Madrid has set the stakes high, hinting at substantive biblical support. Let us see if we are indeed astonished at the biblical support he musters. He continues:
Several objections are raised by Protestants.

First, if only God is sinless, Mary couldn’t have been sinless or she would have been God.

Second, if Mary was sinless, why did she say, "My spirit rejoices in God my savior" (Luke 1:47)? If only sinners need a savior, why would Mary, if free from sin, include herself in the category of sinners? If she were sinless, she would have had no need of a savior, and her statement in Luke 1 would be incoherent.

Third, Paul says in Romans 3:10-12, 23, "There is no one just [righteous], not one, there is no one who understands, there is no one who seeks God, all have gone astray; all alike are worthless; there is not one who does good, not even one. . . . all have sinned and are deprived [fallen short] of the glory of God." In Romans 5:12 he says, "Therefore, just as through one person sin entered the world, and through sin, death, and thus death came to all, inasmuch as all sinned . . . ." These verses seem to rule out any possibility that Mary was sinless.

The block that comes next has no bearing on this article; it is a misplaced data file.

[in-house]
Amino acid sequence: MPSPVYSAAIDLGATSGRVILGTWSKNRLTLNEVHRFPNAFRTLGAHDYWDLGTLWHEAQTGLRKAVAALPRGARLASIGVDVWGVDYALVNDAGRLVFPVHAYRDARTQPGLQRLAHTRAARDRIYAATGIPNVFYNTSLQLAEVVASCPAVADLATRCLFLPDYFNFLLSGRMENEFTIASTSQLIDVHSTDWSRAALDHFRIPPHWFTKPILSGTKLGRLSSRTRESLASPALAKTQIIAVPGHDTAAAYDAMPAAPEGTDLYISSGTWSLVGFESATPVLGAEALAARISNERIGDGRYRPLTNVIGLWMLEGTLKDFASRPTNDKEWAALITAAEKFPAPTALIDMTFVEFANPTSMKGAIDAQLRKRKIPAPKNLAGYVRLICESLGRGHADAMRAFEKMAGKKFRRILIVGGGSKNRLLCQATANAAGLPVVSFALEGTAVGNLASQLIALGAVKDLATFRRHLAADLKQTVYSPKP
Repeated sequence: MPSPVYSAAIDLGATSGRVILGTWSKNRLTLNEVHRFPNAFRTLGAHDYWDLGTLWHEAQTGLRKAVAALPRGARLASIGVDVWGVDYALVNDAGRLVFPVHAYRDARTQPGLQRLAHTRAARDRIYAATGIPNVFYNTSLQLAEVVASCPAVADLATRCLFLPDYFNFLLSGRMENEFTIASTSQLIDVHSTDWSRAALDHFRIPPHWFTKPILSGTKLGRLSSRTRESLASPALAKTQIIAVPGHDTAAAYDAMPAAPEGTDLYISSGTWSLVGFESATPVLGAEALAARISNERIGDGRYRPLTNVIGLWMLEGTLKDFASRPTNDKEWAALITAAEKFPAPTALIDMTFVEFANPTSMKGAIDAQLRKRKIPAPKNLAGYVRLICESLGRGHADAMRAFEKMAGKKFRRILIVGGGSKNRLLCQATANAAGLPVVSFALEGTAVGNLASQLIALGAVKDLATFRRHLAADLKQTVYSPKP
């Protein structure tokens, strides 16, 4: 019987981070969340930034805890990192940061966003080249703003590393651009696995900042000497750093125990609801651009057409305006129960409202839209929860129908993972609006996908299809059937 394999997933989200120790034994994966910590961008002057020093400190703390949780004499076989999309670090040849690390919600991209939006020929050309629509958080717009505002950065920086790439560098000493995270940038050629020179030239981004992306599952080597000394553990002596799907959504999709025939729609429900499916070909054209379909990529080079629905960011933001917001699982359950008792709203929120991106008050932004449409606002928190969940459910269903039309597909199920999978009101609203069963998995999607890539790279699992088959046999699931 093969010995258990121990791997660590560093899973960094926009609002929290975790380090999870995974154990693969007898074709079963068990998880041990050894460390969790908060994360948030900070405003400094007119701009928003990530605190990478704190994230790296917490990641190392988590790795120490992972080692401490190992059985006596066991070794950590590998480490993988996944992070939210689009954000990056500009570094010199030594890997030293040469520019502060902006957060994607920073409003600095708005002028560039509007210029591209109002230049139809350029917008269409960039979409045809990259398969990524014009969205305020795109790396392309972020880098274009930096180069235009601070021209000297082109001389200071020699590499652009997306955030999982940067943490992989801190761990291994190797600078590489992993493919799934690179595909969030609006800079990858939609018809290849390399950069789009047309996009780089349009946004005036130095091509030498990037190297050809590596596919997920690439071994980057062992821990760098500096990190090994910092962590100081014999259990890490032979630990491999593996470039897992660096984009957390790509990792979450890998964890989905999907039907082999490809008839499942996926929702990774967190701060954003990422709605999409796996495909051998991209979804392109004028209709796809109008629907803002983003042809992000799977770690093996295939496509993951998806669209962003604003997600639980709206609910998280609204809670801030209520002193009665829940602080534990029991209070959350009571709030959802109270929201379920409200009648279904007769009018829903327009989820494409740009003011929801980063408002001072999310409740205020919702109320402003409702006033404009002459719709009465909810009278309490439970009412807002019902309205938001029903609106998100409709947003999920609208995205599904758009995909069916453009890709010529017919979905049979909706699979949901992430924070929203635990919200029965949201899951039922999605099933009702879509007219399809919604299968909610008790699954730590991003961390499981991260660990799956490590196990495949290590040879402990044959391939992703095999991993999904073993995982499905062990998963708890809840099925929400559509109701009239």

This is a strawman. First of all, the primary Protestant objection to the doctrine of the Immaculate Conception is that it is absent from scripture. If it were in scripture, then we would deal with the apparent inconsistencies with the indicated passages. But the doctrine is nowhere to be found. Secondly, for reasons that Madrid is about to point out, the Protestant position is not that a creature cannot exist in a state of sinlessness unless he is a God, the Protestant position is that since the fall no man in his humanity, save one, can live in sinlessness. The second and third points are fair.
The Immaculate Conception emphasizes four truths: (1) Mary did need a savior; (2) her savior was Jesus Christ; (3) Mary’s salvation was accomplished by Jesus through his work on the Cross; and (4) Mary was saved from sin, but in a different and more glorious way than the rest of us are. Let’s consider the first and easiest of the three objections.